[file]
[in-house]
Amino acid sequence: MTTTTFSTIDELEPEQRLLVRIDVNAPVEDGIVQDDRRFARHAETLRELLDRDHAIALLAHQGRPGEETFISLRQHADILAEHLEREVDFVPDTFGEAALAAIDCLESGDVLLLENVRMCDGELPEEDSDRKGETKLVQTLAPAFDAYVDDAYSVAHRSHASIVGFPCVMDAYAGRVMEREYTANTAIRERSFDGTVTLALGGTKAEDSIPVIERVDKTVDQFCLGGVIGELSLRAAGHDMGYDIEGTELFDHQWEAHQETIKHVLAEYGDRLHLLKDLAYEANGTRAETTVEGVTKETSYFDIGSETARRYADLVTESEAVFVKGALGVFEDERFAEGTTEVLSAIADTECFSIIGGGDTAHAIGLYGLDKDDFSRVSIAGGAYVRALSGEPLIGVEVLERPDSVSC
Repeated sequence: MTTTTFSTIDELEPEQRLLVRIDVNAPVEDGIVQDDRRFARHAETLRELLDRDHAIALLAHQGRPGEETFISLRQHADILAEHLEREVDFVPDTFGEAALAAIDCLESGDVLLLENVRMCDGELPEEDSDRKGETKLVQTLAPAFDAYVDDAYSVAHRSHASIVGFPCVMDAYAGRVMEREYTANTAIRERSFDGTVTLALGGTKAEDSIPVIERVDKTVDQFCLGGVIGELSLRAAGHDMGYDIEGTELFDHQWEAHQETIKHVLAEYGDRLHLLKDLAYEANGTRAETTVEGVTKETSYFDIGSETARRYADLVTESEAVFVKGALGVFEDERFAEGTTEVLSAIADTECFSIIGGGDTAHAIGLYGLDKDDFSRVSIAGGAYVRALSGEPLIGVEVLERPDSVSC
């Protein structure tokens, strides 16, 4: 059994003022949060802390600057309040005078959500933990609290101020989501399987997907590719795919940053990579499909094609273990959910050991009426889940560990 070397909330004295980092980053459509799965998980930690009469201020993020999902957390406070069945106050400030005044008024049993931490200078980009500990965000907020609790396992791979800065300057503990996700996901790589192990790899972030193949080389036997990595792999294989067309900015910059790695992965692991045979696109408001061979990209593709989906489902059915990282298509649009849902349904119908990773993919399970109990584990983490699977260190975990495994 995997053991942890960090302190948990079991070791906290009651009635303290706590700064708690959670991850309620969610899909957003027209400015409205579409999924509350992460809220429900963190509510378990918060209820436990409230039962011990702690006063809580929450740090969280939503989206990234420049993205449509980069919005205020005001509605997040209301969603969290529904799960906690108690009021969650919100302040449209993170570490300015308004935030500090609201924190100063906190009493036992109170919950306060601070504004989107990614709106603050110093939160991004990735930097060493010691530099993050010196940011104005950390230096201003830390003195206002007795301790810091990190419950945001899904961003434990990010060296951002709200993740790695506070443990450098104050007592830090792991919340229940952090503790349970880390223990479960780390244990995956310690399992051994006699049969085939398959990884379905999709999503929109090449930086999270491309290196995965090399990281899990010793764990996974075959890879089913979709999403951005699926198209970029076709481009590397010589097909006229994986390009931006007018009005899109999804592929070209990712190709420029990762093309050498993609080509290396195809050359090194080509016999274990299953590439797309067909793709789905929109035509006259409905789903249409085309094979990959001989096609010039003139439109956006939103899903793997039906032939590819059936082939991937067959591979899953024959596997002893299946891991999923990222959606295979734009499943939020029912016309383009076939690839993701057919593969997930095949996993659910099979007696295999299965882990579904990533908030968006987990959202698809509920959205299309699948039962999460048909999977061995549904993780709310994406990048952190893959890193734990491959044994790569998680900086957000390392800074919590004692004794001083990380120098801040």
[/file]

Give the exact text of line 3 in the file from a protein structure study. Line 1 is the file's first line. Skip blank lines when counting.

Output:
Repeated sequence: MTTTTFSTIDELEPEQRLLVRIDVNAPVEDGIVQDDRRFARHAETLRELLDRDHAIALLAHQGRPGEETFISLRQHADILAEHLEREVDFVPDTFGEAALAAIDCLESGDVLLLENVRMCDGELPEEDSDRKGETKLVQTLAPAFDAYVDDAYSVAHRSHASIVGFPCVMDAYAGRVMEREYTANTAIRERSFDGTVTLALGGTKAEDSIPVIERVDKTVDQFCLGGVIGELSLRAAGHDMGYDIEGTELFDHQWEAHQETIKHVLAEYGDRLHLLKDLAYEANGTRAETTVEGVTKETSYFDIGSETARRYADLVTESEAVFVKGALGVFEDERFAEGTTEVLSAIADTECFSIIGGGDTAHAIGLYGLDKDDFSRVSIAGGAYVRALSGEPLIGVEVLERPDSVSC